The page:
Say when it’s time for plan B
June 10, 2017
I exited the plane, enjoyed my free fall, then checked my altimeter.
I deployed my parachute, waiting for that sweet whooshing sound, the one that meant I had a working canopy open. I didn’t hear the sound. I was leaning backwards and turning, instead of floating softly toward the ground. I didn’t have to do my eight-point canopy check. I knew immediately that something was wrong.
Ever since I had begun skydiving, I had been aware that although things mostly go well, sometimes they don’t. For a while, I dreaded the possibility that something wouldn’t be right with my canopy on opening, that I might have to cut it away. To deal with the fear and dread, I planned on having to use plan B—cutting away my main and pulling my reserve—each time I jumped out of the plane.
It was time to execute plan B.
Whoosh. What a sweet sound that was, as the reserve canopy opened over my head.
Most of us have plans and ideas about how we think an activity, or a relationship, or a job, will go. We marry, and we expect the relationship to flourish. We date someone, and we expect that person to be at least a decent sort of being. We begin a friendship with someone because something about that person has attracted us, drawn us in. We accept a job or work offer—or hire someone to work for us—and we have some idea how things will proceed. We hope things will work out well.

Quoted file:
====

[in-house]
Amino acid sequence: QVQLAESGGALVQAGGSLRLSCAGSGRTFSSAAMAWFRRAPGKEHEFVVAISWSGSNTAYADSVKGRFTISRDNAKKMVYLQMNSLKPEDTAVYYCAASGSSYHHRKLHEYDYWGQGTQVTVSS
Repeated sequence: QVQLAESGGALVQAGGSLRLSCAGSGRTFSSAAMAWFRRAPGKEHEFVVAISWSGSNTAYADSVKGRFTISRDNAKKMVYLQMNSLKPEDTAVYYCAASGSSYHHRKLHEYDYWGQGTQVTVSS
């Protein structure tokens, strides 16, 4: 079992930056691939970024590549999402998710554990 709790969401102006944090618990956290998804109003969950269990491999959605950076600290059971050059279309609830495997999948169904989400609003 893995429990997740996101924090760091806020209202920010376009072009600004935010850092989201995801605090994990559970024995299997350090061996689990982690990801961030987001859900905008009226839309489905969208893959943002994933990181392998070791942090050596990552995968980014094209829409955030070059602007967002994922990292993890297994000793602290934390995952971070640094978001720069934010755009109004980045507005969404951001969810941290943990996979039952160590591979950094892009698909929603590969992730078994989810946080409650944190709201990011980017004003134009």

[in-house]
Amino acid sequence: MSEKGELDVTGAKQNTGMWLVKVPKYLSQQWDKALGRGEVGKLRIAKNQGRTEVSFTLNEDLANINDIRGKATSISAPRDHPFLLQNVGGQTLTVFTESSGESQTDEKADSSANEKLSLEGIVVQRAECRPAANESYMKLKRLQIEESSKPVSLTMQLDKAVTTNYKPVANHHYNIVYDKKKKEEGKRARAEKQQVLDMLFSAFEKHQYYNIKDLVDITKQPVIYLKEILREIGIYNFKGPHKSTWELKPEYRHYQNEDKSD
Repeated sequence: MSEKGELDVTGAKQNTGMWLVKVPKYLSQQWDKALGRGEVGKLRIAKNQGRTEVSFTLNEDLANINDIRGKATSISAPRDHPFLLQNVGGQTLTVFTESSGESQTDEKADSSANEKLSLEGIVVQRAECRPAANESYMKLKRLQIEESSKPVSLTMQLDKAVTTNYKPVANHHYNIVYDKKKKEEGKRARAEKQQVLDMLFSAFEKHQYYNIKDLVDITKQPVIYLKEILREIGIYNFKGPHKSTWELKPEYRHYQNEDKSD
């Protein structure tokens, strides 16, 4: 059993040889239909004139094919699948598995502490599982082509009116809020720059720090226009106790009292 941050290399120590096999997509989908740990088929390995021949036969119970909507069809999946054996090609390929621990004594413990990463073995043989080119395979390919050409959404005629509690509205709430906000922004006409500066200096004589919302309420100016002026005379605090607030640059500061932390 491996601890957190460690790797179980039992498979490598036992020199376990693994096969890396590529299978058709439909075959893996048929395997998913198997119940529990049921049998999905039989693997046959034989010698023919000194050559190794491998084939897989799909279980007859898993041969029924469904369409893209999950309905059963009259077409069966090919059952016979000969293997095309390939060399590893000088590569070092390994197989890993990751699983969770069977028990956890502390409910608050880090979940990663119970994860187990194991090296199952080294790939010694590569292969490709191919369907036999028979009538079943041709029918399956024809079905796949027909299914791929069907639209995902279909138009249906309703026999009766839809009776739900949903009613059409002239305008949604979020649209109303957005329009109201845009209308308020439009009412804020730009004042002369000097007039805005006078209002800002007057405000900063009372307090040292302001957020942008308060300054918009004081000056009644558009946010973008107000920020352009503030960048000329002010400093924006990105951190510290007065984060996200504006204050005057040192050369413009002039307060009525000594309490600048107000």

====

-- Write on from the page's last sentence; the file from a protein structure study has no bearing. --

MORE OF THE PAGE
Life is like skydiving. There are no guarantees. And while we may do everything right and properly, sometimes things just don’t work out. While it isn’t healthy or advisable to run from every problem, sometimes we need to cut away major malfunctions.
It’s okay to have a plan. But take the time to develop a plan B, too. Know what you’re going to do if plan A doesn’t work out. Sometimes it’s easier to come up with an option or an emergency procedure if we think it through before the crisis occurs. Then we don’t have to panic. We can just institute the plan we rehearsed.
Have you reviewed your emergency procedures today?
God, give me the alertness to recognize when it’s time to cut away a malfunction. Give me the presence of mind to save my own life.
From the book: More Language of Letting Go
About the author
In addiction and recovery circles, Melody Beattie is a household name. She is the best-selling author of numerous books.
One of Melody's more recent titles is The Grief Club, which was published in 2006. This inspirational book gives the reader an inside look at the miraculous phenomenon that occurs after loss--the being welcomed into a new "club" of sorts, a circle of people who have lived through similar grief and pain, whether it be the loss of a child, a spouse, a career, or even one's youth.